Energy conservation and environmental sustainability were of paramount importance in the design of the house. Building-shell features include structural insulated panels at all exterior walls (R-25) and roofs (R-38); triple-pane windows with krypton/argon filling and low-e coated film (R-7.5); insulated concrete foundation and slab-on-grade.

Renewable energy features include 3.3 kW ground-mounted photovoltaic panels; 1.6 kW wind turbine on a 35-ft mast; and solar domestic hot water panels on a cupola roof. Energy conservation features include a geo-exchange system with six vertical borings 205 ft deep; radiant in-floor heating and cooling; natural ventilation assisted by a whole-house fan; and wood burning, EPA Phase 2.

The house also features a number of sustainable materials, including Colorado-fabricated corrugated "rusty" tin roofing; cement-board siding and trim with baked-on wood-grain finish; Colorado-harvested beetle-kill pine flooring and interior doors; and Ponderosa pine-peeled log structural columns.

 

(tie)

Outstanding Sustainable Design: Medical Center of the Rockies

Submitted by J.E. Dunn Construction Co.

Medical Center of the Rockies
Loveland

Owner: Medical Center of the Rockies

Architect: HLM - Heery International

Engineering/Design Consultants: BHA Design, Cator, Ruma & Associates, Martin/Martin Inc., S.A. Miro Inc.

General Contractor:J.E. Dunn Construction Co.

Among the Subcontractors:Ace Tile and Terrazzo, B&C Steel/Metro Steel, B&W Glass Inc., Coggins & Sons, Commercial Design Inc., Concrete Foundations and Flatwork Inc., Connell Resources, Curtain Wall Design, D&D Monarch, Douglass Roofing Co., FEC Heliports, Front Range Steel, Glover Masonry, ISEC Inc., The Neenan Co., Penhall Co., Scheduling Consultants, Skyline Steel, Soderberg Masonry, Spacecon Specialty Contractors, Sturgeon Electric, U.S. Engineering Co.

Medical Center of the Rockies in Loveland is changing the definition of health care. This five-story, world-class tertiary hospital combines state-of-the-art technology with family-centered patient care, serving northeastern Colorado, Wyoming and western Nebraska.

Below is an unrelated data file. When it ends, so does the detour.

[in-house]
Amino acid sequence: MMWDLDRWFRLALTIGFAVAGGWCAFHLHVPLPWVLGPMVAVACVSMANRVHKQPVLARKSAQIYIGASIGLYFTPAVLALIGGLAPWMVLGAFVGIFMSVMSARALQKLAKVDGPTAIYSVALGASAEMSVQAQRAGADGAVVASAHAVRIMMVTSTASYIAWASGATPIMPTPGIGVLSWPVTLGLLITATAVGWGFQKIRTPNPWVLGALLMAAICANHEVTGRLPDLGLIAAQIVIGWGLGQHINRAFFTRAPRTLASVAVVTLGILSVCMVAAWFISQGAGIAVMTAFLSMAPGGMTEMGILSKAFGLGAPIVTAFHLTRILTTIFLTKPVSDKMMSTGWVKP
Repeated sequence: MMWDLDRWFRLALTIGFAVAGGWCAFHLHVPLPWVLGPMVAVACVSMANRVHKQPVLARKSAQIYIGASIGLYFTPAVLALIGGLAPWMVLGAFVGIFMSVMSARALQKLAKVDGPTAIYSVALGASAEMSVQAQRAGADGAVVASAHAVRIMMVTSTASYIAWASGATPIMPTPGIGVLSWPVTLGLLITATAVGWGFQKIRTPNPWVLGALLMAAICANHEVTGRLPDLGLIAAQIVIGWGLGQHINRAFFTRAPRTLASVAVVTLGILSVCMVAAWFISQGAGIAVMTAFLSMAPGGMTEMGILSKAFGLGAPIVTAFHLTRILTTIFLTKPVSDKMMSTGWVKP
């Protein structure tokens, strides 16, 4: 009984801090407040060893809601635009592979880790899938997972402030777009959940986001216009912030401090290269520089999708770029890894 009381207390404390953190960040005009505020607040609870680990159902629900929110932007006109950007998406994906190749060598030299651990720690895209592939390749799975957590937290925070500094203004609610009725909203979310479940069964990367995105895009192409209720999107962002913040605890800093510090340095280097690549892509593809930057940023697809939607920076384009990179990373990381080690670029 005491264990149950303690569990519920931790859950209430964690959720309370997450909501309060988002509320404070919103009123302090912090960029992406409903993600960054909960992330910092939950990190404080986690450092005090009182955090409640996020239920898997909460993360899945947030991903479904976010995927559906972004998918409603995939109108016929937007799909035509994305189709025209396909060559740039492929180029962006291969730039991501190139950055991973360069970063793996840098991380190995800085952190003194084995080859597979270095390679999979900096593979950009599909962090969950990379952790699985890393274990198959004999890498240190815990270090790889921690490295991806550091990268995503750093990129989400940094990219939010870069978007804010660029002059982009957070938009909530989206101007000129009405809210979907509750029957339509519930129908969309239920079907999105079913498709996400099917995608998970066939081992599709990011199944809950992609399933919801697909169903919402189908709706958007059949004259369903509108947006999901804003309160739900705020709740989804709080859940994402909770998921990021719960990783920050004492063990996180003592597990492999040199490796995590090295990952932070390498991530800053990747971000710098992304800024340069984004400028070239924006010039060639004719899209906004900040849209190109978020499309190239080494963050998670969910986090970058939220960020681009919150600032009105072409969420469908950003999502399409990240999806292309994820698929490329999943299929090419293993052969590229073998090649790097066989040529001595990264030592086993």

The center's healing environment embraces all 92 acres and 570,000 sq ft of finished building. The surrounding landscape features multiple public and private courtyards where patients, family members and hospital staff are surrounded by native plants, rivers and calming water features.

The campus also incorporates nearly two miles of walking and biking trails to connect it with the surrounding community. The two five-story patient towers are joined by an open atrium with walls covered in native sandstone, a four-story curtain wall and a skylight. Patient rooms provide dramatic mountain views. The exterior of the building also has native sandstone, brick and metal panels that represent the architecture of northern Colorado.

LEED-silver certification will be sought for the project. Key points achieved under these standards include supplying building materials that contain at least 20 percent recycled content, locally and regionally harvested and manufactured materials, establishing a construction-waste recycling program, using sustainable site development and energy-efficient features throughout the building. Upon certification, the facility will be the second LEED-silver-certified hospital in Colorado and across the United States.

(tie)

Outstanding Sustainable Design: NREL Science and Technology Facility

Submitted by M. A. Mortenson Co. and SmithGroup Inc.

NREL Science and Technology Facility
Golden

Owner: National Renewable Energy Lab, U.S. Department of Energy

Architect: SmithGroup Inc., Coover-Clark & Associates PC